Polymerization is used to make a whole range of materials but understanding exactly what happens during synthesis when it involves free radicals is difficult. Now, New Zealand chemists have uncovered important clues by following the rates of reaction and the termination steps involved.
Radical polymerization is commonly used to make half the world’s polymers and now Greg Russell and his colleagues at the University of Canterbury have investigated the kinetics of the process that shuts off polymerisation, the termination rate coefficient, for some very common reactions. They have revealed that the diffusion behaviour of short polymer strands, oligomers, in the reaction system is the critical factor.
“The majority of chemists simply try to bring about reactions by mixing different chemicals together under different conditions,” Russell explains. “However it is also important, especially for those who make chemical products on a large scale, to have precise quantitative descriptions of the speeds at which reactions occur. Chemical kinetics is the field of work that develops such descriptions. It is therefore an area where chemistry and mathematics intersect.
He adds that the most difficult problem in radical polymerization is the termination step that stops the polymer growing longer. Diffusion of the growing polymers is affected by their size, concentration, temperature and so on, which makes termination a complicated process to study, one that even after 60 years of intensive investigation is still not fully understood.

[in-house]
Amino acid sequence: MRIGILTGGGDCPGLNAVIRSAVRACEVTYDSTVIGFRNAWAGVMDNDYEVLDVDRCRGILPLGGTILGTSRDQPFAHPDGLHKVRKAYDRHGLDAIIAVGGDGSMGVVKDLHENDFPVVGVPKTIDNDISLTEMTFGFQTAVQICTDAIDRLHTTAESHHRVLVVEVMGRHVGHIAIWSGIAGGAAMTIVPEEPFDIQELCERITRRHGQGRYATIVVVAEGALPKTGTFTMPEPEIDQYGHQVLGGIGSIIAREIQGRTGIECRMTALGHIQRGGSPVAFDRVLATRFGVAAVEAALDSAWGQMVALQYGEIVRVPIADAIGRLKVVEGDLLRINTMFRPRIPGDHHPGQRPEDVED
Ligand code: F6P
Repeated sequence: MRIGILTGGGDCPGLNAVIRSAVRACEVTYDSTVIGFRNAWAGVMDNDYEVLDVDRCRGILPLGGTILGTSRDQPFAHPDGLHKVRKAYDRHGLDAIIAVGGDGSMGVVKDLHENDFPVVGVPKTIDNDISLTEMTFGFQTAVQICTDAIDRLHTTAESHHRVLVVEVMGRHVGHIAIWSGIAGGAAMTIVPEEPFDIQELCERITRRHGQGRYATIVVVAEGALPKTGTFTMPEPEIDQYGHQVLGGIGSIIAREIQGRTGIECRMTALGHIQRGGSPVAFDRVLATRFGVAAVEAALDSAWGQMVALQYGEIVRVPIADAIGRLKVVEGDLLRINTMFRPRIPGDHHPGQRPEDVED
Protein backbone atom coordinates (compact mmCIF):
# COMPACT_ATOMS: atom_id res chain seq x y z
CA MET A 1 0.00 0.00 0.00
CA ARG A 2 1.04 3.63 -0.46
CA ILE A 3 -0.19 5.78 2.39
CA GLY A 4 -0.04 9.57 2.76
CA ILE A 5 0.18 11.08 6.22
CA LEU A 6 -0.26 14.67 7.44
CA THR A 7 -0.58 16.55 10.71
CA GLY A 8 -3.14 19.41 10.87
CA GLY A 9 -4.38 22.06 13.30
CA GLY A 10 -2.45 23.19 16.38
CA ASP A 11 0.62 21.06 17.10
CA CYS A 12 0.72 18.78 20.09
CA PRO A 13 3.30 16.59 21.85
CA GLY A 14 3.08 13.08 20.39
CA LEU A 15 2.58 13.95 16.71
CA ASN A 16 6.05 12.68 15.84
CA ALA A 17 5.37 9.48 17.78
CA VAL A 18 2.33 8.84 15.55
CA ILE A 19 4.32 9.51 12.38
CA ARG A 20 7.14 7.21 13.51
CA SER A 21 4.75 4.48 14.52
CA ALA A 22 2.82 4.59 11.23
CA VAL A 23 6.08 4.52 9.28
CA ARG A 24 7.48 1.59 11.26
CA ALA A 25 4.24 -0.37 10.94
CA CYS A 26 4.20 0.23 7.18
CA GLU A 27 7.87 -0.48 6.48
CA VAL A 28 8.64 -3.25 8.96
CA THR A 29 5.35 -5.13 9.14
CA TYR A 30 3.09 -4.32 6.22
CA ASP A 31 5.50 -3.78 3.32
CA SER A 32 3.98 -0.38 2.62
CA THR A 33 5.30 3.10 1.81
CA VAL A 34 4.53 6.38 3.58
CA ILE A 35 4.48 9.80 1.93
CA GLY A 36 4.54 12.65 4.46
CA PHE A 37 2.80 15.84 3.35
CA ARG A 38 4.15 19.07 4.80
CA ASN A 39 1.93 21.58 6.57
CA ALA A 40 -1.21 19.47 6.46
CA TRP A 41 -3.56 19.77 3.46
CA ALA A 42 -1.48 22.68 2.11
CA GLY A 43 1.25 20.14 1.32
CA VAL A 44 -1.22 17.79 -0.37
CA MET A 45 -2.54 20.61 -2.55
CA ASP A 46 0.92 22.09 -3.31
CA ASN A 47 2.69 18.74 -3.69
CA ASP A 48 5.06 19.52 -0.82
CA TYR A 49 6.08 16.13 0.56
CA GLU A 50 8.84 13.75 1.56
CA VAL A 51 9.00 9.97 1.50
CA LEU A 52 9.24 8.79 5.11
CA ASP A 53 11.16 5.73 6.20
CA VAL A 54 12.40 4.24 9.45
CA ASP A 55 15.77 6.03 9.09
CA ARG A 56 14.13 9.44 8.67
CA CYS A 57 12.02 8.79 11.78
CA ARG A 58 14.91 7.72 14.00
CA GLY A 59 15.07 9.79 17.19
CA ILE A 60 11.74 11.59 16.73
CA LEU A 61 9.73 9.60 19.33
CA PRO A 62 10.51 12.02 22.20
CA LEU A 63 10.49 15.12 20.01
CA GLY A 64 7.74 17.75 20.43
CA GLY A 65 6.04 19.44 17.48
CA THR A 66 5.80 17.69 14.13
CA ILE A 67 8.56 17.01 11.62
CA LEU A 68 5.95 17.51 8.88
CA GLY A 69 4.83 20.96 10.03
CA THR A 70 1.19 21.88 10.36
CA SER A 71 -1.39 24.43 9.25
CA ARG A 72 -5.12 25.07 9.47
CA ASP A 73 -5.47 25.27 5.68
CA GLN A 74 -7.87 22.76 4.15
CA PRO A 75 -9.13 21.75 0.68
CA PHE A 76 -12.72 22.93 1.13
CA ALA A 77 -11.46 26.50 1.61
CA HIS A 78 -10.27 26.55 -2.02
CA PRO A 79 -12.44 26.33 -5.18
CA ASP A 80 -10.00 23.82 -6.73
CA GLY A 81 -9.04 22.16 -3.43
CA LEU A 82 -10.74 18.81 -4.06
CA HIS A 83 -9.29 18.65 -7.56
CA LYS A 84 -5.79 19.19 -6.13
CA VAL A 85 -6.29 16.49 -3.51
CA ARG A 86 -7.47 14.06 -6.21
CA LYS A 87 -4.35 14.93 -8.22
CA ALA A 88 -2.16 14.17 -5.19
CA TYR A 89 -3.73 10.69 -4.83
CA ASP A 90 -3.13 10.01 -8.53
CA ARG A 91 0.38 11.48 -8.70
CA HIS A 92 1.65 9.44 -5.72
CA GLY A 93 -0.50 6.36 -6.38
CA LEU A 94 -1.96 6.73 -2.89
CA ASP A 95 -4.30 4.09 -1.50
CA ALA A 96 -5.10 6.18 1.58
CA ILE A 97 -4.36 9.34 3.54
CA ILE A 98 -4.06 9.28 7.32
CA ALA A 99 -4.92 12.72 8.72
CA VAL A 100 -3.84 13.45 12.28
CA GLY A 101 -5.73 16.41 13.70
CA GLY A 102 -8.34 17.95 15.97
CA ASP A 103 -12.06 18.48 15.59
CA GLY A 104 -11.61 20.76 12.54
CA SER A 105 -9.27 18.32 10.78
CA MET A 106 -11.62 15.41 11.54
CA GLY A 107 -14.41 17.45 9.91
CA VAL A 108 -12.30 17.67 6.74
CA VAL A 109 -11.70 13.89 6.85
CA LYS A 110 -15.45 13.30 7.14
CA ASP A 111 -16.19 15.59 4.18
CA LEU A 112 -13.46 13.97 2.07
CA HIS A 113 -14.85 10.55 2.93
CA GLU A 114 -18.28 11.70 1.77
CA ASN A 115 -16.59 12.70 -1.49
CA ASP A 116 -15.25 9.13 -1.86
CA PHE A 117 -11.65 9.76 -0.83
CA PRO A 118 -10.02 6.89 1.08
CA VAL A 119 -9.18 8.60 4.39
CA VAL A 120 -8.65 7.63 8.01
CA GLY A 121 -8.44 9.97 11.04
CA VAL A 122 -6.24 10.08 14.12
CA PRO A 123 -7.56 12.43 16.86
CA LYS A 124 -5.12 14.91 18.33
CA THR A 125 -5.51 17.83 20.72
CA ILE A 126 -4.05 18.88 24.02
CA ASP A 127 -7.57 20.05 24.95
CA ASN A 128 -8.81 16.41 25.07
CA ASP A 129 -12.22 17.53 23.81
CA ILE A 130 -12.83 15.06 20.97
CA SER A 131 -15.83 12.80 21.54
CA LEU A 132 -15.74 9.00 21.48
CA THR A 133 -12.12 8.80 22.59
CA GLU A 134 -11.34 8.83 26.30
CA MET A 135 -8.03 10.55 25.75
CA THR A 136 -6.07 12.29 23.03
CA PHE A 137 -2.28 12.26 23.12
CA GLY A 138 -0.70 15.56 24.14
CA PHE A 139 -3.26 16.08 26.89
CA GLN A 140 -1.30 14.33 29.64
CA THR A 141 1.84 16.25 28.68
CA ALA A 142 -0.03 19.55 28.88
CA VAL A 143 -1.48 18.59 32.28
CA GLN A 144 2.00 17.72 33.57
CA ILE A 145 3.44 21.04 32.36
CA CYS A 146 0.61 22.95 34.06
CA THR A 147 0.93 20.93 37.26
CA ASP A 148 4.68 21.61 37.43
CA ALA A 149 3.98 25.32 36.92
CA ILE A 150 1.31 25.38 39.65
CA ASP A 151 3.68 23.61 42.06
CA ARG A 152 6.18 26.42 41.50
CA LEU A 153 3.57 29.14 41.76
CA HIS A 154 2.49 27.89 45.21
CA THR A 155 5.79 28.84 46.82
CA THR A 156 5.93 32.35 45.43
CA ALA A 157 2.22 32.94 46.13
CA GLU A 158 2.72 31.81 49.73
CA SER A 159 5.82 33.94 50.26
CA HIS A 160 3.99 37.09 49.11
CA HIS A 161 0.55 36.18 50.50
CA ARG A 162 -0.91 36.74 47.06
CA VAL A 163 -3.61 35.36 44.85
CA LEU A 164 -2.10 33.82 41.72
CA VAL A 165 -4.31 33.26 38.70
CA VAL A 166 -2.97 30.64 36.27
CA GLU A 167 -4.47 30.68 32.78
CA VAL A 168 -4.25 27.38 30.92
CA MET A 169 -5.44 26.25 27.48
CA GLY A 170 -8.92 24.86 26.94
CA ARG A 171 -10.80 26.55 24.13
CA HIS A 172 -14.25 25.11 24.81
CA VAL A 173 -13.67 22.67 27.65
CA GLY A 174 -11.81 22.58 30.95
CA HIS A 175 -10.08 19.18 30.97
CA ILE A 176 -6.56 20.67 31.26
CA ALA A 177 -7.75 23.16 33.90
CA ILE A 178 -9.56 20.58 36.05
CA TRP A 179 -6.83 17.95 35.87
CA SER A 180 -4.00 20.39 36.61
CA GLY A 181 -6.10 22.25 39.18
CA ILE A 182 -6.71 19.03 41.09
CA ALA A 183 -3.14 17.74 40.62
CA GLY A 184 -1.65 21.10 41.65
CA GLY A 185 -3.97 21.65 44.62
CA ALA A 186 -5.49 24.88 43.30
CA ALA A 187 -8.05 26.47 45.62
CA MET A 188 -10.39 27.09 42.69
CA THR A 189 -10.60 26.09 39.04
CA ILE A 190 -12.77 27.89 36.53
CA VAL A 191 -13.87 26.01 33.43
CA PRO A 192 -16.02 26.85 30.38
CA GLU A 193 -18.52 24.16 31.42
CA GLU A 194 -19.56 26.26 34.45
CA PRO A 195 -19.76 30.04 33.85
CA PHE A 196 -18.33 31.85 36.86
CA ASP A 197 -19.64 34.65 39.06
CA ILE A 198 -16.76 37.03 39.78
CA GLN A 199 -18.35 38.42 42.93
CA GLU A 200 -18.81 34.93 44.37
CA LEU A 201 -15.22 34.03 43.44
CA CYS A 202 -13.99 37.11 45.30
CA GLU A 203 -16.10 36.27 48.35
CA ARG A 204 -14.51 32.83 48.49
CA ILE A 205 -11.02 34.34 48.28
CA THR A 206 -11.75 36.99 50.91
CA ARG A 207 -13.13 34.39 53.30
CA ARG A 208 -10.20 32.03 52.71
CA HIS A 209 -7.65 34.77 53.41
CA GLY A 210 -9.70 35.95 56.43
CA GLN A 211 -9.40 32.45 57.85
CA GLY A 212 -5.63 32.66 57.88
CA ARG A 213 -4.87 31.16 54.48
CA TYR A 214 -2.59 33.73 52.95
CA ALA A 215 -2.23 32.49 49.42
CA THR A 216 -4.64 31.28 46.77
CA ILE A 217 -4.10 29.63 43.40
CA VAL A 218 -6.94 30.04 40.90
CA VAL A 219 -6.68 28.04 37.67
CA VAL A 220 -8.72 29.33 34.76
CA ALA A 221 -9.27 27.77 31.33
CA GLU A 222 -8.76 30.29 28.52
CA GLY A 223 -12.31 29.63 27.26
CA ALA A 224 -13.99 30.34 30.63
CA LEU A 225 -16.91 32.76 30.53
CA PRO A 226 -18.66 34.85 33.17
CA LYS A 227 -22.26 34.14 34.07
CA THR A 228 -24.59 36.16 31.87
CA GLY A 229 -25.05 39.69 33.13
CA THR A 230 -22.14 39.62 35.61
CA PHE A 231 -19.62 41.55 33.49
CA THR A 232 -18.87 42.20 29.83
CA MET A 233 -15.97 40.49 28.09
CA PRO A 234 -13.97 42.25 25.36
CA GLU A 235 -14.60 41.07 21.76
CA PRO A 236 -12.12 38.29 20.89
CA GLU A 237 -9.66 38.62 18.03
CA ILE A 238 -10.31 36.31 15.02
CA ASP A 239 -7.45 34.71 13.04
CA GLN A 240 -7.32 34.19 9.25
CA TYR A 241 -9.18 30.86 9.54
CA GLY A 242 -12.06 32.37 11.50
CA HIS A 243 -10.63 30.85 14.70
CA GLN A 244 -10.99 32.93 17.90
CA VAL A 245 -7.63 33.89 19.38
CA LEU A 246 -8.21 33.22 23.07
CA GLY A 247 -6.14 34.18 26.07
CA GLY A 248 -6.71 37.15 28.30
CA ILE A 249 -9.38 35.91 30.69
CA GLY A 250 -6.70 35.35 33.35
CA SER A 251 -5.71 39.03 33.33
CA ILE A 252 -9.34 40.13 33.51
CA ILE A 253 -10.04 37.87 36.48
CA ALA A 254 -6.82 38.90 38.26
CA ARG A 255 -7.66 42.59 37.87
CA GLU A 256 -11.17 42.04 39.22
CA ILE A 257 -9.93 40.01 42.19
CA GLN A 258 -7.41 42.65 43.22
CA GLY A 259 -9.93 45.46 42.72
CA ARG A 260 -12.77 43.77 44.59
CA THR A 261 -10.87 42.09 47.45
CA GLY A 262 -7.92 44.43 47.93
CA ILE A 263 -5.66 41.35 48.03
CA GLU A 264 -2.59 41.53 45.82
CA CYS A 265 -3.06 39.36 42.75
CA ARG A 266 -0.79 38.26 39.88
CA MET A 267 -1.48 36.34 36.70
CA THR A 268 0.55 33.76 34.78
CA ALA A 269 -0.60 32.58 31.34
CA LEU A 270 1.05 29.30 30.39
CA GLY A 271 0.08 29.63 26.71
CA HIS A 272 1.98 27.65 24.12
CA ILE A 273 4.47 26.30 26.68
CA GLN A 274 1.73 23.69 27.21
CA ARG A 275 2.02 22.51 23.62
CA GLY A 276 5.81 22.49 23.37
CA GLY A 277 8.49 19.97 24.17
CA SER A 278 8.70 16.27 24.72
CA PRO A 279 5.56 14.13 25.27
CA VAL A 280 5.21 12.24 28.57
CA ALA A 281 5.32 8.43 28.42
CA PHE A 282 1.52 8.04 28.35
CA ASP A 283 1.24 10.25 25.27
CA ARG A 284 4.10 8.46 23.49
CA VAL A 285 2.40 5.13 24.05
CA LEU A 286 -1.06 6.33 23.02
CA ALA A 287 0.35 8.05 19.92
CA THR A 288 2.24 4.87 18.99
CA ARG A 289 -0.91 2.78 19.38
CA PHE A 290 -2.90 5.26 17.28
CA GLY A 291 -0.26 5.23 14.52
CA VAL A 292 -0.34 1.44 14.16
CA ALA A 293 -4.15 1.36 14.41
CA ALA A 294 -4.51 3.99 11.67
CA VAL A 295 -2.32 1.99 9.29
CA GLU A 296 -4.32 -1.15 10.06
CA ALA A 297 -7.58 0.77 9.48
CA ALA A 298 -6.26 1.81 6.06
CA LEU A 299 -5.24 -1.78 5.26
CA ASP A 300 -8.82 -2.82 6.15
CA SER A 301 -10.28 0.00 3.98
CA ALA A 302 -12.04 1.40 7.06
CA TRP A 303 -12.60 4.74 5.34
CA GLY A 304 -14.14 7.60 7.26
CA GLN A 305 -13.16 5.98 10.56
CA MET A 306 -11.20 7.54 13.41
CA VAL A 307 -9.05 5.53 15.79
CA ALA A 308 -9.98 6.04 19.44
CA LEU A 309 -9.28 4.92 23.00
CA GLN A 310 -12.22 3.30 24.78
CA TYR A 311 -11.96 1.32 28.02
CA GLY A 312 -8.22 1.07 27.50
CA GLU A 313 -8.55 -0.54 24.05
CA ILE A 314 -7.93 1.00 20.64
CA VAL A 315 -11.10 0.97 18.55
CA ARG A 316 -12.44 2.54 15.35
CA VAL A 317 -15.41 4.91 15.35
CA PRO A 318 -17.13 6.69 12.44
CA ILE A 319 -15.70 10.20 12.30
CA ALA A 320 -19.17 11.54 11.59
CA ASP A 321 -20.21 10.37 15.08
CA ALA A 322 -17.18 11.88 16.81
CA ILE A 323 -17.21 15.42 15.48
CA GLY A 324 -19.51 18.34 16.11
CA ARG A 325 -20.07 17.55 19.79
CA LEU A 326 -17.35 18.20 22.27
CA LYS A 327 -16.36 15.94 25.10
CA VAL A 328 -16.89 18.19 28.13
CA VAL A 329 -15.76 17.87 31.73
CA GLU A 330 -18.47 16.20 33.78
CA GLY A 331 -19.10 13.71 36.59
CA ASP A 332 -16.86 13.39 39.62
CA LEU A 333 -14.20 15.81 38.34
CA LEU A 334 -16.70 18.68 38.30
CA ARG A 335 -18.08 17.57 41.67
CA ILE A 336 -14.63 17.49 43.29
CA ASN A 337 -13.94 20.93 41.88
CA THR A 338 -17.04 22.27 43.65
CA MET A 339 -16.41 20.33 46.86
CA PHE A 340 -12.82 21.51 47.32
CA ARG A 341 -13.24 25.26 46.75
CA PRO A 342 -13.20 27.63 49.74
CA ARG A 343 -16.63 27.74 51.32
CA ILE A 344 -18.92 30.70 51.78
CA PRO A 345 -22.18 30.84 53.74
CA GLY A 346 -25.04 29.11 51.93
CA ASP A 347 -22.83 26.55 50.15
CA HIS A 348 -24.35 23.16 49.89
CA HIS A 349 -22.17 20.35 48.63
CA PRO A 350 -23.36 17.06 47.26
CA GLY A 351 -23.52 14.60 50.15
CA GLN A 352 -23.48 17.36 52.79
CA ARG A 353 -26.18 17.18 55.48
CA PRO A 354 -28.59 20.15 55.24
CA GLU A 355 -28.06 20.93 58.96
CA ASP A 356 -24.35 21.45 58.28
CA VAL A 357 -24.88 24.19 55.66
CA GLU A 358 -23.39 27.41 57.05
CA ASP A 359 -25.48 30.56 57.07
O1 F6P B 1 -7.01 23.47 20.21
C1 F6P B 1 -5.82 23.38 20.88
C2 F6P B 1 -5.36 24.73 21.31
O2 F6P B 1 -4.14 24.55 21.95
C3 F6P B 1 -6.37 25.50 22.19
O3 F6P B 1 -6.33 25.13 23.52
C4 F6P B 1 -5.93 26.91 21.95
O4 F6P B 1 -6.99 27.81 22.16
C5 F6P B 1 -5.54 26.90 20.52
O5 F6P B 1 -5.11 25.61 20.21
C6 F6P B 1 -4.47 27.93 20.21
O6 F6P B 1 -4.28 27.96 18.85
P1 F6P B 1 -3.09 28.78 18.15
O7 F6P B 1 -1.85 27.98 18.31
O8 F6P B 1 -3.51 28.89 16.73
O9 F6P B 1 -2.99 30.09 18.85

Russell, who is on sabbatical at the University of Goettingen, Germany, worked with Philipp Vana there and have found that although highly specialized techniques for measuring termination rate coefficients under precisely controlled conditions have been employed the results they found on attempting to replicate earlier studies were inconsistent. “I have taken this information and attempted to see whether it is consistent with systems where many different termination reactions occur at once, as is the case in commercial processes,” Russell says. “For the monomer styrene [used to make polystyrene] I find there is consistency, but for methyl methacrylate [used for polymethylmethacryalate, PMMA] there is not.”
In trying to explain this result, he eliminated most of the conventional views, and came to the conclusion that the answer lies with the oligomers in each system, which seem to have slightly different diffusional behaviour.
Macromol. Chem. Phys. 2010